Wednesday, 22 June 2016

June reading



I am persevering with my reading posts although they seem to be less popular than any other posts. More than anything, it gives me an opportunity to reflect on my book choices and see how my reading preferences change over time and with the seasons. I read pretty much everything except romance, which I can't stand.

I finished the big fat book that I decided to read in June, 'A Little Life' by Hania Yanagihara pretty quickly. It was a compelling read, challenging, too. I loved it, loved it a lot. If you have time and strong wrists, I really recommend you read it, too. I guess you could read it on your Kindle. Here the blurb (because I am lazy):
When four graduates from a small Massachusetts college move to New York to make their way, they're broke, adrift, and buoyed only by their friendship and ambition. There is kind, handsome Willem, an aspiring actor; JB, a quick-witted, sometimes cruel Brooklyn-born painter seeking entry to the art world; Malcolm, a frustrated architect at a prominent firm; and withdrawn, brilliant, enigmatic Jude, who serves as their centre of gravity. Over the decades, their relationships deepen and darken, tinged by addiction, success, and pride. Yet their greatest challenge, each comes to realize, is Jude himself, by midlife a terrifyingly talented litigator yet an increasingly broken man, his mind and body scarred by an unspeakable childhood, and haunted by what he fears is a degree of trauma that he'll not only be unable to overcome - but that will define his life forever.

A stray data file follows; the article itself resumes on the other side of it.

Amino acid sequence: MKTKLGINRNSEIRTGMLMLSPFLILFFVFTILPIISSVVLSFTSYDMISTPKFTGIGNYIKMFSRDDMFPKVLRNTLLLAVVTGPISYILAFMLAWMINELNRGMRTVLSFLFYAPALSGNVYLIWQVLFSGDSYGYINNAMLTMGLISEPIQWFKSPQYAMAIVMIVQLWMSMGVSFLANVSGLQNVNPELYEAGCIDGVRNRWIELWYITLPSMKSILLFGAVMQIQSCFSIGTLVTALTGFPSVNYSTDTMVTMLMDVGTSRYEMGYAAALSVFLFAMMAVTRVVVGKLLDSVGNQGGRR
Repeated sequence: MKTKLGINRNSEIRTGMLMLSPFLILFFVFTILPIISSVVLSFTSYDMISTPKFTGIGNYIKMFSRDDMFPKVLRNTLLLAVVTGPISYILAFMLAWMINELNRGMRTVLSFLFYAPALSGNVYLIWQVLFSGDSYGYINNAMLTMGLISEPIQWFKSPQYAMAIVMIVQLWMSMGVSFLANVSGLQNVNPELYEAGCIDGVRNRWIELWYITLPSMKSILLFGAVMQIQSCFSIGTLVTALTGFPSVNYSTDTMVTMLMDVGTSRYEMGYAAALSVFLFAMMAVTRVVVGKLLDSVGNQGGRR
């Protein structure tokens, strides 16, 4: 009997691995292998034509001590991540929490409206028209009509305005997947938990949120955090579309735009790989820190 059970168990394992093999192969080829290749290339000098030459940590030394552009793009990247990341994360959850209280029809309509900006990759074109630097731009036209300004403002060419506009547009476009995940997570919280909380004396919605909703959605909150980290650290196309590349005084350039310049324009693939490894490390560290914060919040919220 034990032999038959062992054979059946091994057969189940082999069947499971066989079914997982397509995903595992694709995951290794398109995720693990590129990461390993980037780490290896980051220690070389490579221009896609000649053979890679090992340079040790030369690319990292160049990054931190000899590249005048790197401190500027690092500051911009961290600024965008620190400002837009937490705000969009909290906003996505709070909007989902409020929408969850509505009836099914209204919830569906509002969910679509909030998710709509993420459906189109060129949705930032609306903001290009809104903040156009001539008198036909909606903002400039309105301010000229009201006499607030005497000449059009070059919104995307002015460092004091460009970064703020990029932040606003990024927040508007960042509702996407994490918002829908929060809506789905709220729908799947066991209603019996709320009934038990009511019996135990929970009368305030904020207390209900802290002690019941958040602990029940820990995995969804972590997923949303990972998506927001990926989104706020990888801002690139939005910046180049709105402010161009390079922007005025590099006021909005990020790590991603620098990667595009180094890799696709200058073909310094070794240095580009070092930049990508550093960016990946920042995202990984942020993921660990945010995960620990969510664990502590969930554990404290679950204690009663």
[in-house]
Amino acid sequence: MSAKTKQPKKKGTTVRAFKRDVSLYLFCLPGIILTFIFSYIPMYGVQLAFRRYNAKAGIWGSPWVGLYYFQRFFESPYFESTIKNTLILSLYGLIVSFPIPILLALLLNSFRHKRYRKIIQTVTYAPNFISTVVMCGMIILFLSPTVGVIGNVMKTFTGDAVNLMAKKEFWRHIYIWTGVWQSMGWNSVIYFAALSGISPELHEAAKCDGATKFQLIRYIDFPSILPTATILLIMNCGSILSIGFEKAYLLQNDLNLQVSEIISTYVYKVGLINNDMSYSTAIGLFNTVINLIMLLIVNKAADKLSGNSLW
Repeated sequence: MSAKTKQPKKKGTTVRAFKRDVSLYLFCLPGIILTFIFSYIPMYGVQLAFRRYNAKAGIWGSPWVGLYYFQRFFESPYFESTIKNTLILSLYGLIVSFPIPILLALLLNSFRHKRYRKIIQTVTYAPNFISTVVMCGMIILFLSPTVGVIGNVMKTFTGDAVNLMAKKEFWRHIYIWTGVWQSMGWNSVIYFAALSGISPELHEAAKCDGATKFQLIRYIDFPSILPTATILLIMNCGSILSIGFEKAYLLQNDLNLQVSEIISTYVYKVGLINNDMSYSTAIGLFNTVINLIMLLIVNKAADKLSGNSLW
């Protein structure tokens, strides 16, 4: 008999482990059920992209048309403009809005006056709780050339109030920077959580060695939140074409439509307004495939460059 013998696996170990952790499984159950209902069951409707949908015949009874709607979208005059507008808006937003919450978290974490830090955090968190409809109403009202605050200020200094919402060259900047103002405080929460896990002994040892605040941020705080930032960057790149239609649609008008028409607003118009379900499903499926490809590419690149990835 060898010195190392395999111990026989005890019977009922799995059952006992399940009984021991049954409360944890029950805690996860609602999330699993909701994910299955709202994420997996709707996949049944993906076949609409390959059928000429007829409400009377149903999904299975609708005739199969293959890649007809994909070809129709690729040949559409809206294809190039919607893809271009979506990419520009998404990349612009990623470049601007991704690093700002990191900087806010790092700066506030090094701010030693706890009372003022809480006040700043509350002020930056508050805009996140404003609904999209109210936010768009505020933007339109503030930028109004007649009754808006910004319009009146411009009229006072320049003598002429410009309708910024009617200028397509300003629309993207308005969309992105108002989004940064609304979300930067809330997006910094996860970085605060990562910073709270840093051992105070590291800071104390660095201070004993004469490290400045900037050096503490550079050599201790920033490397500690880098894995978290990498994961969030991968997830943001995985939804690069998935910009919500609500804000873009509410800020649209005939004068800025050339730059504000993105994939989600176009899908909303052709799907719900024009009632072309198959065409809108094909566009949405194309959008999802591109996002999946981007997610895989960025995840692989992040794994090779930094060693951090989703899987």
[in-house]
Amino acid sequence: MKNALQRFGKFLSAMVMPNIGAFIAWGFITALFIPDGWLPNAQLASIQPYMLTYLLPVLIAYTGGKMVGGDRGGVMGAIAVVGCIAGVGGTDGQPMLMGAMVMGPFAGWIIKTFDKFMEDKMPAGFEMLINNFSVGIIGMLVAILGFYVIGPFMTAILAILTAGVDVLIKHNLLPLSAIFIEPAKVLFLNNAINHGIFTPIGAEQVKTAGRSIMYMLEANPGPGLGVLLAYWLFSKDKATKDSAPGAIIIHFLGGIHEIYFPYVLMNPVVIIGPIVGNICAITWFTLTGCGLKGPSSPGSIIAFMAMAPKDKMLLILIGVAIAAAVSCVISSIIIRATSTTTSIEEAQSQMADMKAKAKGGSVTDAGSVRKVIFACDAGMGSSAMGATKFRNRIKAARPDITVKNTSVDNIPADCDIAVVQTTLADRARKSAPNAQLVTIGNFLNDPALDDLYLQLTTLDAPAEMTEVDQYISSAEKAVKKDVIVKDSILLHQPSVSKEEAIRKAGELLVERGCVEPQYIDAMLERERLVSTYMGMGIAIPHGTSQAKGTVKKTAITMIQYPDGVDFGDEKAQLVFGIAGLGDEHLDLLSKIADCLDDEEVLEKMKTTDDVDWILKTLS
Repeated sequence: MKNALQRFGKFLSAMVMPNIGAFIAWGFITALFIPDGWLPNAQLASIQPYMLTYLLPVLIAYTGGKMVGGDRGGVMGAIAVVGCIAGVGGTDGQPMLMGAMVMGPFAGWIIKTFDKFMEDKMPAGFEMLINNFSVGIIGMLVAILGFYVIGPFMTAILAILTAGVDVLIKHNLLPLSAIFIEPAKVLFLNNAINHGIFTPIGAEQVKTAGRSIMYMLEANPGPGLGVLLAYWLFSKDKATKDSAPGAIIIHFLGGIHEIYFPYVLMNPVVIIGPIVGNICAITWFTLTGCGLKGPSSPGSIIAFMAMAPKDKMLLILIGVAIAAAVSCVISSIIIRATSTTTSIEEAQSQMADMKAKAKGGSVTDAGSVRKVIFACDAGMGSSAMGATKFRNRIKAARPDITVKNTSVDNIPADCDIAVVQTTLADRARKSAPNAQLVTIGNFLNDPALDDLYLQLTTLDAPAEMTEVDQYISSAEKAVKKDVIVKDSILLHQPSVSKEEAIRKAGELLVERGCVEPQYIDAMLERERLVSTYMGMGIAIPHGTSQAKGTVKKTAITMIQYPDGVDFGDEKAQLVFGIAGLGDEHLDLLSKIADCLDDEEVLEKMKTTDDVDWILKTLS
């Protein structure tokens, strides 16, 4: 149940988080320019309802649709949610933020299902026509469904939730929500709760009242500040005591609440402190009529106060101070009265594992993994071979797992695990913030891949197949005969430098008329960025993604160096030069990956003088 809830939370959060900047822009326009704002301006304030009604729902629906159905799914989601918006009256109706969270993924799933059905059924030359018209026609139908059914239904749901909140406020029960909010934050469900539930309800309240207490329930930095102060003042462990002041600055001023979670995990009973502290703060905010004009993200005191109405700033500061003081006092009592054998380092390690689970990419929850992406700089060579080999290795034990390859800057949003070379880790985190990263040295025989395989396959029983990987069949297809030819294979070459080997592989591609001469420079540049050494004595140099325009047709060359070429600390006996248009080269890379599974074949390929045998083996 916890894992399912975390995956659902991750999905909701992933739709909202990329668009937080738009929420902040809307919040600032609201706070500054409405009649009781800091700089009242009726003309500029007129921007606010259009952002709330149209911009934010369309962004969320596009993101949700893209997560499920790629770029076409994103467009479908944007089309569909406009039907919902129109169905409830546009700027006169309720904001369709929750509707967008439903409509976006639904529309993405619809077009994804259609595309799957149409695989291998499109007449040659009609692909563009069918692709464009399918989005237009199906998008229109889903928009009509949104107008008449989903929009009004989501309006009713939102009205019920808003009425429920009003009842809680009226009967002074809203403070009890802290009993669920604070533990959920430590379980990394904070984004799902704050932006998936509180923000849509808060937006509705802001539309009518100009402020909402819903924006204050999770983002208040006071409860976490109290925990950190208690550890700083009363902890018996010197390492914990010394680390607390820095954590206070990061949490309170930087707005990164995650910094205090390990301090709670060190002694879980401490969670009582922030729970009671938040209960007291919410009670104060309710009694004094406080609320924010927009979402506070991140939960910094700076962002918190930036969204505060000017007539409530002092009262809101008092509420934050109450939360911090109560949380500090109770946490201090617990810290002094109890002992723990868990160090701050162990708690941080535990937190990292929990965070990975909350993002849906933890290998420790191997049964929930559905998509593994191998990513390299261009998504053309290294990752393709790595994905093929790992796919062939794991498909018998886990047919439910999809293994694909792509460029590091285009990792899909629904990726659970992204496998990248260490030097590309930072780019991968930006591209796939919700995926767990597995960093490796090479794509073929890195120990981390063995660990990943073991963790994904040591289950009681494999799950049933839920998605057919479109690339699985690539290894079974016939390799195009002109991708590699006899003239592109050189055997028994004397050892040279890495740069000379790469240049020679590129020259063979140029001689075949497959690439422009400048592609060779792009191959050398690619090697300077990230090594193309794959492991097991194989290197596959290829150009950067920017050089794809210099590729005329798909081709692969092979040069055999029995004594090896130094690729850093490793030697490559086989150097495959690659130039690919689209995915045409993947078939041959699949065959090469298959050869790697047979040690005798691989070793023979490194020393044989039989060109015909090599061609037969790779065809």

It is a beautifully written story, and it is a heartbreaking story, too. Occasionally I felt like giving Jude an encouraging slap on the back but felt guilty when I did. He is a broken man, he really is but there is so much love and support in his life that you one hopes it might be enough. Don't be put off by the blurb, the book is not just about the consequences of horrendous childhood abuse, it is also a book of friendship, family and love. 

I also finished my April read, 'Spill, Simmer, Falter, Wither' by Sara Baume, that I couldn't bare to finish earlier. I am not actually sure I understand the ending but I don't seem to be the only one. If anyone could enlighten me, that would be great. It is a sad story but it is not all doom and gloom. The friendship and love between a dog and a man, both not part of 'normal' society is touching and I enjoyed the book.

Then I powered my way through an urban fantasy novel by Neil Gaiman, 'Neverwhere'. I just love a bit of fantasy and the thought of a city within the city is quite appealing, although I would probably prefer to live in a more gentle place than London Below. Here the first half of the blurb from Neil Gaiman's own website